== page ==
Senior Partner
C.K. Woo

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Dr. C. K. Woo is one of the founding partners of E3. He specializes in energy economics and applied microeconomics. With 30 years of experience in the electricity industry, C.K. has testified and prepared expert testimony for use in regulatory and legal proceedings in California, Missouri, Texas, British Columbia, Ontario, and Quebec. His current research includes electricity deregulation, market price behavior, regulated rate making, and integrated resource planning.

He has published more than 130 refereed articles in scholarly journals, including Applied Energy, Energy, Energy Economics, Energy Policy, The Energy Journal, Resource and Energy Economics, IEEE Transactions on Power Systems, IEEE Transactions on Smart Grid, Journal of Regulatory Economics, Journal of Public Economics, and Quarterly Journal of Economics.

Recognized by Who’s Who in America,  C.K. is a senior fellow of the U.S. Association for Energy Economics and an editorial board member of Energy, The Energy Journal, and Energy Policy.

Currently on sabbatical from E3, he is a professor of Asian and policy studies at the Education University of Hong Kong.

Education: PhD, economics, University of California, Davis; BA, commerce, Concordia University

Publications

Projects

Residential, commercial, and industrial rate design | BC Hydro

Our work for Vancouver-based BC Hydro began with the design and implementation of an innovative multipart rate structure that included customized baselines for each of its 100 largest industrial customers. In 2008, E3 began assisting the utility with developing and implementing inclining block rate structures to encourage conservation. These ranged from a simple, two-step residential inverted block rate to more-complex baseline structures for commercial customers. Our process included surveying default rates for large general service and residential customers in other markets, analyzing usage characteristics, examining class segmentation options, and ensuring that our proposed rates adhered to BC Hydro’s cost of service principles and regulatory rate-making framework. E3 also developed materials for customer engagement, solicited feedback through moderated customer sessions, and provided expert witness testimony.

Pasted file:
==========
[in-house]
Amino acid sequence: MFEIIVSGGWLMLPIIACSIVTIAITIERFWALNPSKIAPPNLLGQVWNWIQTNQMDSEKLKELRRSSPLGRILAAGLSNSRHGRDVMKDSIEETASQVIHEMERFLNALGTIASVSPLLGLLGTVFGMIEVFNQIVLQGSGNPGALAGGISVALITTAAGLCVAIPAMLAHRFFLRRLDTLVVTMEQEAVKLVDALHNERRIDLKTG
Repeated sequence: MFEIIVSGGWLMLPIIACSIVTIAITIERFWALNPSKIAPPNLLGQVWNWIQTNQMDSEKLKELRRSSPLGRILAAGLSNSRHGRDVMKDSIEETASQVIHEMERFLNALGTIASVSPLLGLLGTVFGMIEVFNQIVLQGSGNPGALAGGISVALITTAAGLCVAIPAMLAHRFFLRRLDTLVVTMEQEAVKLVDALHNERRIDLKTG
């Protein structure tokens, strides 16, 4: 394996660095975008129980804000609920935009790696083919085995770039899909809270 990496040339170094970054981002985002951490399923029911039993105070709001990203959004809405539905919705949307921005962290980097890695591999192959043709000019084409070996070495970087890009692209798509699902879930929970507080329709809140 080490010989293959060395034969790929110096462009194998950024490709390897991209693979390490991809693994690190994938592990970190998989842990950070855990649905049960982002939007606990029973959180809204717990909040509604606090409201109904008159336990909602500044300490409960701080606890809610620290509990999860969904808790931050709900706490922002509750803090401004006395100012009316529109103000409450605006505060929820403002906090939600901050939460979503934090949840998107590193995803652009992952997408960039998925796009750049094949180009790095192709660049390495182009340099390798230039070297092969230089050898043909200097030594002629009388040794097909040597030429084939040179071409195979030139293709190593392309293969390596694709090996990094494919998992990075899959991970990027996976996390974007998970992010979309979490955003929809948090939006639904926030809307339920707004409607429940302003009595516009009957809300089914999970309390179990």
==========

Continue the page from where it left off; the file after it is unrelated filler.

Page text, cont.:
Residential rate design | Hawaiian Electric Company, 2005–present

E3 has supported electric rate design in Hawai‘i since 2005. Currently, E3 is assisting Hawaiian Electric Company (HECO) on next-generation retail pricing strategy and rate designs that align with the state’s goal of meeting its 100 percent renewable portfolio standard (RPS) requirements in a way that encourages cost-effective deployment of customer-owned distributed energy resources. HECO first retained E3 to recommend a strategy for developing rates that would encourage conservation to mitigate the impact of high electricity supply costs on its customers. We recommended a three-tier inclining block structure, which is still in place, to minimize increases on small customers and provide conservation incentives to large customers. We also helped get the rate approved, preparing direct testimony and presenting to the utility’s board of directors.

Litigation: managing electricity procurement risk | KCP&L Greater Missouri Operations Co., 2011–12

E3 supported KCP&L Greater Missouri Operations Company (GMO) in its successful opposition to a $14 million disallowance proposed by the regulatory staff of the Missouri Public Service Commission (MPSC). GMO had purchased NYMEX natural gas futures to hedge against possible wholesale electricity price increases, but the spot and futures prices for natural gas plummeted, resulting in a $14 million loss to GMO. The MPSC staff contended that GMO’s hedge amounted to placing a bet in the stock market and should be disallowed. E3 founding partner C. K. Woo provided direct and surrebuttal testimony to the MPSC, explaining the role of cross-hedging in managing electricity spot-price risk and countering claims that GMO had misused natural gas futures. The MPSC denied its regulatory staff’s imprudence allegation, allowing GMO to fully recover its costs.


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